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Rapid greening response of China's 2020 spring vegetation to COVID-19 restrictions: implications for climate change


Su, F and Fu, D and Yan, F and Xiao, H and Pan, T and Xiao, Y and Kang, L and Zhou, C and Meadows, M and Lyne, V and Wilson, JP and Zhao, N and Yang, X and Liu, G, Rapid greening response of China's 2020 spring vegetation to COVID-19 restrictions: implications for climate change, Science Advances, 7, (35) Article eabe8044. ISSN 2375-2548 (2021) [Refereed Article]

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Copyright 2021 The Authors, some rights reserved; exclusive licensee American Association for the Advancement of Science. No claim to original U.S. Government Works. Distributed under a Creative Commons 4.0 International (CC BY 4.0) Attribution License 4.0 (

DOI: doi:10.1126/sciadv.abe8044


The 2019 novel coronavirus pandemic (COVID-19) negatively affected global public health and socioeconomic development. Lockdowns and travel restrictions to contain COVID-19 resulted in reduced human activity and decreased anthropogenic emissions. However, the secondary effects of these restrictions on the biophysical environment are uncertain. Using remotely sensed big data, we investigated how lockdowns and traffic restrictions affected China's spring vegetation in 2020. Our analyses show that travel decreased by 58% in the first 18 days following implementation of the restrictions across China. Subsequently, atmospheric optical clarity increased and radiation levels on the vegetation canopy were augmented. Furthermore, the spring of 2020 arrived 8.4 days earlier and vegetation 17.45% greener compared to 2015-2019. Reduced human activity resulting from COVID-19 restrictions contributed to a brighter, earlier, and greener 2020 spring season in China. This study shows that short-term changes in human activity can have a relatively rapid ecological impact at the regional scale.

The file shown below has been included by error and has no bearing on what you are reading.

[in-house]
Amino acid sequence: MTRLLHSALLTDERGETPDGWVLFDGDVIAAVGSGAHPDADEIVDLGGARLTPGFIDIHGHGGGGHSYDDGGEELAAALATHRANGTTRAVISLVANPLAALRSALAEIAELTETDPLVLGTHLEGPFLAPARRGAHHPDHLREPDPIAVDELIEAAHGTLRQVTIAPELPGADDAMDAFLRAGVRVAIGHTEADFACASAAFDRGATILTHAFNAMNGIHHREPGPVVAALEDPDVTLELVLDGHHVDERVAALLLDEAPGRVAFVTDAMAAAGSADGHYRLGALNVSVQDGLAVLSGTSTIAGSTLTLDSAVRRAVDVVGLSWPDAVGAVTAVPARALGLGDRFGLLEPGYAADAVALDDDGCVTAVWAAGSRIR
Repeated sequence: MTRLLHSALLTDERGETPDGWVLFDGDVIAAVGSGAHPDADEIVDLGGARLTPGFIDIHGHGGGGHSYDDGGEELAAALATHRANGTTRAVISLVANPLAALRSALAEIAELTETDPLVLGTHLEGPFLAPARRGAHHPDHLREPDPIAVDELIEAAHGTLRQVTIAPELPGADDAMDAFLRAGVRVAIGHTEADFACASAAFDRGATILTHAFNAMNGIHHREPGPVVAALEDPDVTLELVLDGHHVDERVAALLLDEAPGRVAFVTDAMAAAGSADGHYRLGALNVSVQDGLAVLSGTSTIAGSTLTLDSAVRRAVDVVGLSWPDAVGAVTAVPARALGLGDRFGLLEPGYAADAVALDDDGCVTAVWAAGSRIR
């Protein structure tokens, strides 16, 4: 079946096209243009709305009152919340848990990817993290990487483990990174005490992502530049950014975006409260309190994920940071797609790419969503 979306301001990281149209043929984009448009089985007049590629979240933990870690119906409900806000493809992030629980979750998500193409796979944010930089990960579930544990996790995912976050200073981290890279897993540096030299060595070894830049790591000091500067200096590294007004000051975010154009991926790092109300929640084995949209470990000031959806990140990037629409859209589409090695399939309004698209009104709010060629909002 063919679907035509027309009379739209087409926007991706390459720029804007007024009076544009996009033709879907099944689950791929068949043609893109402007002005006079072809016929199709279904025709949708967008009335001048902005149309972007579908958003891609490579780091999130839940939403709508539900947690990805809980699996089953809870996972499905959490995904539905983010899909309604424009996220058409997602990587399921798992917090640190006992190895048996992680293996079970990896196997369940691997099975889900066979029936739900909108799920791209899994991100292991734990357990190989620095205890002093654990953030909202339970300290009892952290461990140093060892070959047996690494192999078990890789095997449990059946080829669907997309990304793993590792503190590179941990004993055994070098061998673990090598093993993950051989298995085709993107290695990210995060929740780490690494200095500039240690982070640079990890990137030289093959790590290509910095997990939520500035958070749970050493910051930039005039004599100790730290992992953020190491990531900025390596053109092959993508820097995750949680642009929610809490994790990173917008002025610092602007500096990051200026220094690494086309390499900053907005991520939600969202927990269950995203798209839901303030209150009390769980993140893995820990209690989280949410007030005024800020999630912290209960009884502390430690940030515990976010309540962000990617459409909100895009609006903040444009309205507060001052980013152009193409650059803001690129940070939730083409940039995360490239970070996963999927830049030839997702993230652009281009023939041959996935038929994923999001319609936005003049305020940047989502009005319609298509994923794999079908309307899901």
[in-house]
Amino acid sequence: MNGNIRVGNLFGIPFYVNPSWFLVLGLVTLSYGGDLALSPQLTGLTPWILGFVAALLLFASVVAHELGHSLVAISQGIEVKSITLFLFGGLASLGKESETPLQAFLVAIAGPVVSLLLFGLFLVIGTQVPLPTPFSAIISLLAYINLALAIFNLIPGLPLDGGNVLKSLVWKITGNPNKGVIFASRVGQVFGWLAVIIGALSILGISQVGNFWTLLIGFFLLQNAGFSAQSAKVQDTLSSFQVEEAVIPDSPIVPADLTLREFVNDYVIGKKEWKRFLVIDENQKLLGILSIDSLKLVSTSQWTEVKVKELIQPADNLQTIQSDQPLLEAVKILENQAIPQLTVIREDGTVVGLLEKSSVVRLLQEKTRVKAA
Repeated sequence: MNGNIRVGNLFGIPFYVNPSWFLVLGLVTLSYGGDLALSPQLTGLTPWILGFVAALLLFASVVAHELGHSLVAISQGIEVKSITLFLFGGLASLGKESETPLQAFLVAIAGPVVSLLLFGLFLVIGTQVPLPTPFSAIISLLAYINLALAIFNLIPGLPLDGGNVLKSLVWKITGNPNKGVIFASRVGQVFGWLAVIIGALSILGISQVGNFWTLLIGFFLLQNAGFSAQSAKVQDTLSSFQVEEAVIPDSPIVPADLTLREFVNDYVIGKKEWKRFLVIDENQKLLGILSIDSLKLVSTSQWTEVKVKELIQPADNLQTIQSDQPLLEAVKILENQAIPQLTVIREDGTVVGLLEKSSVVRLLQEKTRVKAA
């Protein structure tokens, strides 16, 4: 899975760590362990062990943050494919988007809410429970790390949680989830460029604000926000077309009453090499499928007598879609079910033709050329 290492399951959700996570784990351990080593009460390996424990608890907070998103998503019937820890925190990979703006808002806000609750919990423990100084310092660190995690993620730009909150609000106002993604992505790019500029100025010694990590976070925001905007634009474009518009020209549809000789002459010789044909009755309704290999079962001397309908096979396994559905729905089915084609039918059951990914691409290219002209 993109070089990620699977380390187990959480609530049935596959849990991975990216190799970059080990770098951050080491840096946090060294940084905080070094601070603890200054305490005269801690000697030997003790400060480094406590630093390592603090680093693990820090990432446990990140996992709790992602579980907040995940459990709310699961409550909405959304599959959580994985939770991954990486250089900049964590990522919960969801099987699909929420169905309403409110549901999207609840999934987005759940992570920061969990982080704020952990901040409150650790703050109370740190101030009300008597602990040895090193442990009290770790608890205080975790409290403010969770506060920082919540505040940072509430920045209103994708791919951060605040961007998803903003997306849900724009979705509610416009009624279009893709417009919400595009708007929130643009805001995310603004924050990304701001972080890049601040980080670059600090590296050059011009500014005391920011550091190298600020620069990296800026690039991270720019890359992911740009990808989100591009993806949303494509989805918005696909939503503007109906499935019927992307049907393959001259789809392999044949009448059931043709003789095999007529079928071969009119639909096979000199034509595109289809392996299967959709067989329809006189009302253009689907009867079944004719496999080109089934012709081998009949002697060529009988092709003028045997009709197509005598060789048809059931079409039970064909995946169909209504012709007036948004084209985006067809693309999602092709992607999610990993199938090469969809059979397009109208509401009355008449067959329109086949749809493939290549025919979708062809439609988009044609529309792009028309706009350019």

Item Details

Item Type:Refereed Article
Keywords:COVID-19, climate change, phenology, big data, atmospheric pollution
Research Division:Earth Sciences
Research Group:Climate change science
Research Field:Climate change processes
Objective Division:Environmental Management
Objective Group:Air quality, atmosphere and weather
Objective Field:Air quality
UTAS Author:Lyne, V (Dr Vincent Lyne)
ID Code:147876
Year Published:2021
Web of Science® Times Cited:2
Deposited By:Fisheries and Aquaculture
Deposited On:2021-11-19
Last Modified:2021-12-08
Downloads:4 View Download Statistics

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